Author Archives: Webmistress

New Year’s Resolution: GET PUBLISHED!

January 3, 2013

New Year’s Resolution: GET PUBLISHED.

Some ways to get started.

Have a NaNoWriMo story started that you don’t know what to do with? Rie Sheridan Rose can show you how to make it work.

Rie Sheridan Rose

Rie Sheridan Rose has been writing professionally for the last twelve years — though she has just added the “Rose” on the end. Rie says, “After putting up with me for the last ten years, I figured my husband deserved the recognition.”

During that period, she has published 5 novels, 1 short story collection, 2 chapbooks of collected stories, and 5 poetry collections as well as contributing to several anthologies and writing the lyrics to more than a dozen

She currently serves as Submissions Editor for Zumaya Publications.

For more information about this month’s speaker, visit

Homer the Racehorse

The Book Spot at 1205 Round Rock Avenue #110, Round Rock, is hosting a book launch for Homer the Racehorse on October 6 from 11:00 – 1:00. The book is co-authored by SGWL member Linda Baten Johnson and her friend Katherine Loughmiller, a woman who raised racehorses for twenty years. The launch will feature audience participation with children performing a readers theater script about the book and a Homer Rap.

New Member!

Tracy Simpson was born and raised in Austin, Texas. She received an Associate of Arts Degree in Radio-TV-Film from Austin Community College and completed two one-year writing programs at the Long Ridge Writers’ Group and the Institute of Children’s Literature in West Redding, Connecticut. She worked as an actress in Texas for ten years. Tracy also worked as a production assistant, stand-in, voice-over artist, and dancer in film, television, commercials, public service announcements, and music videos. She was also a print and runway model. In addition, she made several vocal performances in and around the Austin area. Tracy writes children’s stories, poetry, screenplays, and songs.

Check out Tracy Simpson’s member page and learn about her new book, Fusion.

Lemonade Anyone?

Ah yes, we love nothing better than a cool drink on a hot day and many kids love nothing better than setting up a lemonade stand to sell us that cool drink. From a child’s point of view, it is a way to make money and fun doing it. From a parent’s point of view, it may be fun, but it takes time to ensure all the right stuff is there for the child to be a success.

Writing for children can be a little like that lemonade stand … for both the child and the parent. It takes a lot of ingredients to make the story a success. Understanding how to reach your target audience, how to sell to them once you know who they are, and how to beat your competition on product and price. Try having a little fun while trying to decide how to make a profit.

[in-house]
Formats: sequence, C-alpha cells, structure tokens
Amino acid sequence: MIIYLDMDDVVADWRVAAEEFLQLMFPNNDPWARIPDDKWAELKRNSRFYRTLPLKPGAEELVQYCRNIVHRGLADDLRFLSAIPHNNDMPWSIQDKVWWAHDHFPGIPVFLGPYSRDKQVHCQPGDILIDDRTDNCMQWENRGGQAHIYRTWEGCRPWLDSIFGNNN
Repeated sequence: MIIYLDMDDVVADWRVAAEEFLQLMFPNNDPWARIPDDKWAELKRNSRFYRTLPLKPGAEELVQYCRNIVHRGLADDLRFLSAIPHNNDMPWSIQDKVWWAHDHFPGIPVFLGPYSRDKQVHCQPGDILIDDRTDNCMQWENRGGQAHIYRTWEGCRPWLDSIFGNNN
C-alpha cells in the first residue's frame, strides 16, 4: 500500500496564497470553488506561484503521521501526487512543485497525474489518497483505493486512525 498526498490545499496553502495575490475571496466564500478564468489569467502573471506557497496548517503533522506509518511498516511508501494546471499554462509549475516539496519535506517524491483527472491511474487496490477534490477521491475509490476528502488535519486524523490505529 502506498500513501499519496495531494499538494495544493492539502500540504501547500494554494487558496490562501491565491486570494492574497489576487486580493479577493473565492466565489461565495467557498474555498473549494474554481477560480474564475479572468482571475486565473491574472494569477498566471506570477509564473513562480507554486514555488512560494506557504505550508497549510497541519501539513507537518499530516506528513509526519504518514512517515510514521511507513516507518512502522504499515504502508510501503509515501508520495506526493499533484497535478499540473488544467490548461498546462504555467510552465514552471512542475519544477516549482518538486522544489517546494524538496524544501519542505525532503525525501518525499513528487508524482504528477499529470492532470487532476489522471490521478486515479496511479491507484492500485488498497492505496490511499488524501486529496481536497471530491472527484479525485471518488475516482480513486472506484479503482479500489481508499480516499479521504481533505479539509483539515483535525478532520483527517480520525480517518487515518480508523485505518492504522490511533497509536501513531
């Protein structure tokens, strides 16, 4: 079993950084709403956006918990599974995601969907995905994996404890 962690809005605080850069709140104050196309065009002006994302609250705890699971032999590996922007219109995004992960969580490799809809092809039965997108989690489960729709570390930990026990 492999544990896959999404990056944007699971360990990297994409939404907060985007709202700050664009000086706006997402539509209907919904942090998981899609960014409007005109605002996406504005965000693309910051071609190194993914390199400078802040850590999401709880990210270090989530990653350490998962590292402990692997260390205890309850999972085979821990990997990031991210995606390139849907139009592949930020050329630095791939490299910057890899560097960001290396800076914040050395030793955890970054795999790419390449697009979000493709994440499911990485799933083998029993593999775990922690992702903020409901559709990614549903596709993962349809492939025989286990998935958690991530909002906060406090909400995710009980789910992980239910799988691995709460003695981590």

Join children’s author, Linda Lipscomb, a.k.a. Granny Red Shoes, and share a glass of her ‘lemonade’ experience. August 2 at 6:30 pm.

Spring forward


By DJ Heinrich

Of what we generally think of as the four seasons, I’ve always liked spring the most. Spring is a phase of growth, regeneration, expectation, and the birth of new life for both plants and animals. Spring promises comfortable weather, life-generating showers, and freshness provided by every variety of new growth and accompanying blossoms. Barren trees and grey lawns finally display their assorted new wardrobes of bright green. For me, spring has always been an exciting time to re-focus and to settle back into a comfortable, yet purposeful routine, with the hectic holidays and Super Bowl finally receding into memory.

Still, having been a pilot by trade, it’s difficult not to remember that spring in one location means autumn somewhere else. For that matter, even the definitions of spring vary somewhat throughout the world. I’ve left on trips and seen temperature changes of more than one-hundred degrees following just a few hours of flying. In some places, spring or summer seems perpetual. Once, having left on a trip in “winter” from Dallas via Tokyo to Singapore, the other pilot and I were scolded none too gently by our flight attendant who had not packed clothes for the temperate climate in Southeast Asia. Singapore-a mere eighty-five miles north of the equator-has a temperature that varies on average from 74-89 degrees year-around, a little warm for the array of sweaters and winter coats she had skillfully crammed into her suitcase. Needless to say, we were immediately commissioned to accompany her on a shopping outing to acquire some cooler clothes!

Spring is an excellent time to take inventory and to move forward. Perhaps those hastily-adopted New Year resolutions have already fallen and ultimately tossed out with the used Christmas boxes and wrapping paper. But it’s not too late to examine our suitcases and realize that perhaps we have packed too heavily or been unrealistic in our goal-selection. It might be an ideal time to shed some baggage and assess what’s really important for the year. Spring is indeed the perfect opportunity to shed some layers, roll up our sleeves, step “outside” in the sunshine, and finish that project that has been set aside for the winter. It’s spring here, right now! Let’s take advantage!

SGWL President, Durwood “DJ” Heinrich, Ph.D.
Motivational Speaker • Business/Aviation Consultant • Author • Pilot

how to craft a professional query letter

The Query Letter

by David Ciambrone

Ah, the query letter. The very words send shivers of dread through many a freelancer, and for good reason. They know the importance of this letter. Granted, in a perfect world you could dress in your best suit, hop a plane and have a face to face meeting with the editor of your choice to pitch your idea. In such a meeting you could pour on your charm and show your enthusiasm for the subject you wish to write about, and probably walk away with an assignment.

However, such a scenario is not only unrealistic but very expensive. Editors don’t have the time or the inclination to meet with every writer who has an idea for their magazine. They’re not trying to be rude. It’s just a fact of life. Instead, you send your query letter as your representative to the editor and it should be of high quality mechanically and contain particular elements.

The Mechanics